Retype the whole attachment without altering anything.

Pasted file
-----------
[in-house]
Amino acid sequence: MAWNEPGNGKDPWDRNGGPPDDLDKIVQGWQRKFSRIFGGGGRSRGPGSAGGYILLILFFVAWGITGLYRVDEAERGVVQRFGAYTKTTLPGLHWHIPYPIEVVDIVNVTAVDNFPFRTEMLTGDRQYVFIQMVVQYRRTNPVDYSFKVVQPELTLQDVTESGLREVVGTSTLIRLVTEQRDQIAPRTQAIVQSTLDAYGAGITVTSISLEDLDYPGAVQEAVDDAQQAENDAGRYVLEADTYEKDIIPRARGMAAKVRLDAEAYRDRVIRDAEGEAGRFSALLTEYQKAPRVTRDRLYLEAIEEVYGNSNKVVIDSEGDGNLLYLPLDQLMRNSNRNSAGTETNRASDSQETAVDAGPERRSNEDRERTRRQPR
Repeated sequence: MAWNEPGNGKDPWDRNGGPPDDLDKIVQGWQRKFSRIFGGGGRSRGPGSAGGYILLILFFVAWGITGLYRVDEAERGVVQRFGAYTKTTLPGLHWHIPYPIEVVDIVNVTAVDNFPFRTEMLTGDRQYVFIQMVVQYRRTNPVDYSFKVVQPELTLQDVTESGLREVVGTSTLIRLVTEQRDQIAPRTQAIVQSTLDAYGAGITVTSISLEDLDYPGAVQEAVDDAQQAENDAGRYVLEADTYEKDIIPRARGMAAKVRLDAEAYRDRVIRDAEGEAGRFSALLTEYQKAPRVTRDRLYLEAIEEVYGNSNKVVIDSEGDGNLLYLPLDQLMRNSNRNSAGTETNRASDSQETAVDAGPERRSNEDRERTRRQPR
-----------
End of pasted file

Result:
[in-house]
Amino acid sequence: MAWNEPGNGKDPWDRNGGPPDDLDKIVQGWQRKFSRIFGGGGRSRGPGSAGGYILLILFFVAWGITGLYRVDEAERGVVQRFGAYTKTTLPGLHWHIPYPIEVVDIVNVTAVDNFPFRTEMLTGDRQYVFIQMVVQYRRTNPVDYSFKVVQPELTLQDVTESGLREVVGTSTLIRLVTEQRDQIAPRTQAIVQSTLDAYGAGITVTSISLEDLDYPGAVQEAVDDAQQAENDAGRYVLEADTYEKDIIPRARGMAAKVRLDAEAYRDRVIRDAEGEAGRFSALLTEYQKAPRVTRDRLYLEAIEEVYGNSNKVVIDSEGDGNLLYLPLDQLMRNSNRNSAGTETNRASDSQETAVDAGPERRSNEDRERTRRQPR
Repeated sequence: MAWNEPGNGKDPWDRNGGPPDDLDKIVQGWQRKFSRIFGGGGRSRGPGSAGGYILLILFFVAWGITGLYRVDEAERGVVQRFGAYTKTTLPGLHWHIPYPIEVVDIVNVTAVDNFPFRTEMLTGDRQYVFIQMVVQYRRTNPVDYSFKVVQPELTLQDVTESGLREVVGTSTLIRLVTEQRDQIAPRTQAIVQSTLDAYGAGITVTSISLEDLDYPGAVQEAVDDAQQAENDAGRYVLEADTYEKDIIPRARGMAAKVRLDAEAYRDRVIRDAEGEAGRFSALLTEYQKAPRVTRDRLYLEAIEEVYGNSNKVVIDSEGDGNLLYLPLDQLMRNSNRNSAGTETNRASDSQETAVDAGPERRSNEDRERTRRQPR